Introduction: Internet Order Delivery Box
This is a concept developed for the Seed rethink the phone contest.
The idea is to use the readily available phone elements to produce a safe storage system for internet orders.
The box would contain the parts needed to connect to the web and to remotely operate a solenoid lock.
This is NOT just a box.
It is a cell phone with a storage facility.
At present the delivery people have to call and press the doorbell to hand over the package.
Sometimes having to find a neighbour that will take the package which can be extra time consuming.
With this system they press a cell bell that connects to the owner who then receives the parcel.
This can be faster and more efficient use of the delivery persons time and will benefit everyone.
In the future the mobile phone will be a part of many such devices.
Step 1: The Idea
Here is a selection from my note book in which I drafted the concept.
I also envisaged a simple letterbox be included to get small packets and regular mail. An internal baffle would prevent external removal.
This type of arrangement is one of the definite futures for mobile phones.
In other words we will start to use phones as separate entities that do a specific job.
In the future we may each have many cell phones doing specific jobs such as this delivery box, monitoring children, answering the door and for many security related uses.
I also envisage that the operators will recognise the need for multiple phone numbers and start to introduce special sim packages for multi-phone uses.
this could also be a good use for last years model cell phone thus saving on landfill and techno waste.
Step 2: The Box
The box would be constructed of metal and have a sloping top to shed rain and birds.
The front would have a digital lock.
Inside would contain a Seeed phone kit that has the blue tooth or Wi-fi link to the owners network.
Alternatively it would house an Android standard phone to make use of the components to interface with the lock.
The lock would be linked via the internet using either BLE or Wi-fi depending on circumstances.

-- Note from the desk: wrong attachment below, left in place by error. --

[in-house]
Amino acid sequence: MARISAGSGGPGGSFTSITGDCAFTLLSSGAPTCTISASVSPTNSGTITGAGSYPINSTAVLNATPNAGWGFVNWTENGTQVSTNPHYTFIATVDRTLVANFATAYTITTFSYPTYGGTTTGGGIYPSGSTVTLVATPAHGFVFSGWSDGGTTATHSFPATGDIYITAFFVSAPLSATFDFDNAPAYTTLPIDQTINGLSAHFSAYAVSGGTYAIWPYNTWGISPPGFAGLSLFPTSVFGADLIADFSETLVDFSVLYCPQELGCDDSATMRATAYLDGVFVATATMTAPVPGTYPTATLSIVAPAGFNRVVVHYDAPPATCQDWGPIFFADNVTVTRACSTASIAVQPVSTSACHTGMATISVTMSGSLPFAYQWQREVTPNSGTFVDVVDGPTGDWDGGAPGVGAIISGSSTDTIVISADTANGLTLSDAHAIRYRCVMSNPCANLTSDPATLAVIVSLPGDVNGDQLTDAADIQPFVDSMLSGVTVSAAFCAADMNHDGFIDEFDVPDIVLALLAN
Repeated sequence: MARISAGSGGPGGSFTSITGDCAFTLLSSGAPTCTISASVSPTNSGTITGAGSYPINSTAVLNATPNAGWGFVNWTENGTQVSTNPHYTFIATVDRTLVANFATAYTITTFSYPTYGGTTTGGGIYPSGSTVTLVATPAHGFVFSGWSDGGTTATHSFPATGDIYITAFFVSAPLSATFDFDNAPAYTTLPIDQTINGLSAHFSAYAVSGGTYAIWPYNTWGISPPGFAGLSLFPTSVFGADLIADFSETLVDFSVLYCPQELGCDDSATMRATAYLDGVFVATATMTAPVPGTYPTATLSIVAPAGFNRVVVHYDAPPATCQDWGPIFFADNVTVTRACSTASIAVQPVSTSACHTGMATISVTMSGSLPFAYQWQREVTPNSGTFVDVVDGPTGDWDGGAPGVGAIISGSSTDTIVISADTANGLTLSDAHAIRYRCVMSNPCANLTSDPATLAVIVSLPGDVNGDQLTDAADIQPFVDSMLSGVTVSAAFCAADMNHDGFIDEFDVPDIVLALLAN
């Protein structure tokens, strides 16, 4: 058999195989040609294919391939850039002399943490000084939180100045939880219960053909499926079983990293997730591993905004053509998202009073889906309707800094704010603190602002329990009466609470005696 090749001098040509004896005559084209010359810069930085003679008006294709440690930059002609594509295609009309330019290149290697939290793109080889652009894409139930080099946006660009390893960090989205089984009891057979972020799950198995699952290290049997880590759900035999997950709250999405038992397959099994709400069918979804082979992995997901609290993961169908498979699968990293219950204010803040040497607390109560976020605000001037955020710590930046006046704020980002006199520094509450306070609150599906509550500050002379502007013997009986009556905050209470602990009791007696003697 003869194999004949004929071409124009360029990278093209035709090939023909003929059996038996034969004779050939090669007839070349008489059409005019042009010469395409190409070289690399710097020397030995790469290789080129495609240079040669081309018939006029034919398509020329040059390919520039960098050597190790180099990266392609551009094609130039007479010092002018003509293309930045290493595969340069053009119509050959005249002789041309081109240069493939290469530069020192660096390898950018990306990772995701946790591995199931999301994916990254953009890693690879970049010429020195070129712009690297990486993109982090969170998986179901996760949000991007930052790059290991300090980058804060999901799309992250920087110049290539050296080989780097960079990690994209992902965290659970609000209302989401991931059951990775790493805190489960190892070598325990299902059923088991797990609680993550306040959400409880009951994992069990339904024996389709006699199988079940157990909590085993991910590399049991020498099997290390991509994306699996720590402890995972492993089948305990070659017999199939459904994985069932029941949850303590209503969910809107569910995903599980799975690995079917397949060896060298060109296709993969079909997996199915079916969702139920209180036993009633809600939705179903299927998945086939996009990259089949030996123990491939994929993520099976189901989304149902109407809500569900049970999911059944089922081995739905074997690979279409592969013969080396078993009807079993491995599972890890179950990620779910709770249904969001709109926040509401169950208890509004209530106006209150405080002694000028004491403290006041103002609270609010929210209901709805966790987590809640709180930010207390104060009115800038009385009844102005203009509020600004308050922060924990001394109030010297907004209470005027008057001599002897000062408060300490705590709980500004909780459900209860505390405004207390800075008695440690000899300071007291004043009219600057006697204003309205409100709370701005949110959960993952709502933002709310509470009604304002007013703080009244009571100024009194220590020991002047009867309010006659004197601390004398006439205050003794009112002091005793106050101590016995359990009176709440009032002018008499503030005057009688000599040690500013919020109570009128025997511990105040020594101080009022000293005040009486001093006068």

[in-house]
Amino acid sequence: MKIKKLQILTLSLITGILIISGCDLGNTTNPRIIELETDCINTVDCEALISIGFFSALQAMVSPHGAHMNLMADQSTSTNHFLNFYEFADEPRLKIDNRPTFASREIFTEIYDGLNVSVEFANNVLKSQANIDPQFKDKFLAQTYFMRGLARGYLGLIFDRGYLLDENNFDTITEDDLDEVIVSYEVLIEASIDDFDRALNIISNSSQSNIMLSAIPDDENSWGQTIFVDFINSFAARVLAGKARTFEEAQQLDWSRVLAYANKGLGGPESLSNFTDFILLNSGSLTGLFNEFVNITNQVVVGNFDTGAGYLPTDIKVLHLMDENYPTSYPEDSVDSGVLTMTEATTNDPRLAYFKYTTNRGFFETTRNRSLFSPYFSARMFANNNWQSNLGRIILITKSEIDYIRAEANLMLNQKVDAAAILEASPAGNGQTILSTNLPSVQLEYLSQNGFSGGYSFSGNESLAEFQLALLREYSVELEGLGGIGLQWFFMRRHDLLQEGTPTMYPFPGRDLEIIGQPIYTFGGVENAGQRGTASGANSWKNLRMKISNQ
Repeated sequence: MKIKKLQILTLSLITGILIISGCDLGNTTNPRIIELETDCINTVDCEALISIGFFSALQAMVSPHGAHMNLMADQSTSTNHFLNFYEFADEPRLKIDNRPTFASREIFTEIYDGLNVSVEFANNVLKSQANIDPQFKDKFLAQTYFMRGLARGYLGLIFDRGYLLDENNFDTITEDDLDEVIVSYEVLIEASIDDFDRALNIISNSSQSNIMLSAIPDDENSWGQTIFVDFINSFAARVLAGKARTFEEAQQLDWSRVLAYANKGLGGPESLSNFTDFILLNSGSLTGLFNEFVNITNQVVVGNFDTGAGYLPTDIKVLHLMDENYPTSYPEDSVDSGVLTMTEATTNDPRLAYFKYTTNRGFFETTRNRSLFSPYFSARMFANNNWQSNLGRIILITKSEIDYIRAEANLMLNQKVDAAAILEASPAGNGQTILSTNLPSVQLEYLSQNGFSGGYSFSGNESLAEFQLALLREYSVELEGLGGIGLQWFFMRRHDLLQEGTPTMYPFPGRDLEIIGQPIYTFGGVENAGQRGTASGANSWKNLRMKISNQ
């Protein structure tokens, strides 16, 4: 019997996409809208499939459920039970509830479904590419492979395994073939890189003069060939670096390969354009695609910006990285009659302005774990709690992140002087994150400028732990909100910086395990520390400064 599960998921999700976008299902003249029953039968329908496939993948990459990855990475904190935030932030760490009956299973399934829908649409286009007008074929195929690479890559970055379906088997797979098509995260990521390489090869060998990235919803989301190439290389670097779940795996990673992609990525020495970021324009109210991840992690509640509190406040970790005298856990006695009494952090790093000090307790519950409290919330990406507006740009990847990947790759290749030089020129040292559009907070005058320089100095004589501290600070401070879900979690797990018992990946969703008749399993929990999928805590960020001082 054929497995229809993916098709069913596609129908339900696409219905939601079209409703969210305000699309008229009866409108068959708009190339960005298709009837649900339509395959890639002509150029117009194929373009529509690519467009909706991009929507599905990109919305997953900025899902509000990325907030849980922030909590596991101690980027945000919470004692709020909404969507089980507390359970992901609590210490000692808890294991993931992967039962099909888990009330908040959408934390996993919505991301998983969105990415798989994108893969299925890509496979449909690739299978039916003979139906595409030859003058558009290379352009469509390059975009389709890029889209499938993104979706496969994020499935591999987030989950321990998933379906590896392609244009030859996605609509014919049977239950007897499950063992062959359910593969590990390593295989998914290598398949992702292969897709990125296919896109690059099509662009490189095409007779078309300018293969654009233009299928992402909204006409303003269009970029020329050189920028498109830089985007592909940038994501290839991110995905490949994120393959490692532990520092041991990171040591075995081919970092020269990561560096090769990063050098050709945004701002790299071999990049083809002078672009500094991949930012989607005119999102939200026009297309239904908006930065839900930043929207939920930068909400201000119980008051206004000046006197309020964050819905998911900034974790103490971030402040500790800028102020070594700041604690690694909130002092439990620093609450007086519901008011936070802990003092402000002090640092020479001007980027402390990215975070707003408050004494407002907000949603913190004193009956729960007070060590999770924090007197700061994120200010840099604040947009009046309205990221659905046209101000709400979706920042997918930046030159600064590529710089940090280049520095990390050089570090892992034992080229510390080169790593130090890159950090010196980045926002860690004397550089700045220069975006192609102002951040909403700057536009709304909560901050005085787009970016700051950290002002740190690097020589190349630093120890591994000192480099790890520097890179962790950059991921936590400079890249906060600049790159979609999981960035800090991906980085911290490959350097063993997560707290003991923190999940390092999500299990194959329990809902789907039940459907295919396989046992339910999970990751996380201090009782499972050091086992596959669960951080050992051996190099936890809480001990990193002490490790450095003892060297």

The battery would be internal and would also have a reserve back-up battery that could still release the door in the event of the main battery failure.
The top of the box would contain instructions for the delivery person.
Step 3: Loading the Box
When the delivery guy arrives he hits the button and that contacts the owner via SMS of even via a video link.
The hot button would connect the box to the owner who could either remotely release the door or give the access code to the delivery person.
The parcel is placed inside and the box then closed.
All is now secure and ready for the owner to open up and get the parcel upon his return.
The owner opens the box, and removes the package.
This could then have a re-settable code for the lock or if remote release is used, then the door is simply closed.
Step 4: Other Uses and Benefits
I see the major benefit being for the delivery of supermarket orders.
These could be left in the box at any time. That would allow the use of the cheapest or free off peak delivery times offered by supermarkets.
The box could also be used to leave a package for collection using the same methodology.
This way the owner would know when his package was collected.
Other uses might include leaving keys for trades people.
I hope that this brief but comprehensive presentation has sufficient information to clearly show the value of this concept.
I may add further illustrations later if they are desirable.
Thanks for looking.
7 years ago on Introduction
It seems unreasonable to expect the UPS guy to call you to unlock the drop-box. An alternative might be a box starts out unlocked but then locks itself 30 seconds after a package is placed in it...
Reply 7 years ago on Introduction
Thanks for your comment.
Naturally I considered that aspect and indeed I actually spoke to another delivery co about it.
The fact is that they would normally have to knock it ring for the occupant to answer. Hitting the button would take no longer.
When a person is not at home most delivery companies then call on the next door to see if they can take the parcel. This takes extra time but is common practice.
The method I suggest would therefore save a lot of time.
Having the box unlocked would only allow one delivery and there would be the opportunity for 'pranksters' to shut the box.
In addition, knowing that the delivery has been made enables the owner to possibly return earlier and retrieve an item that was urgently required.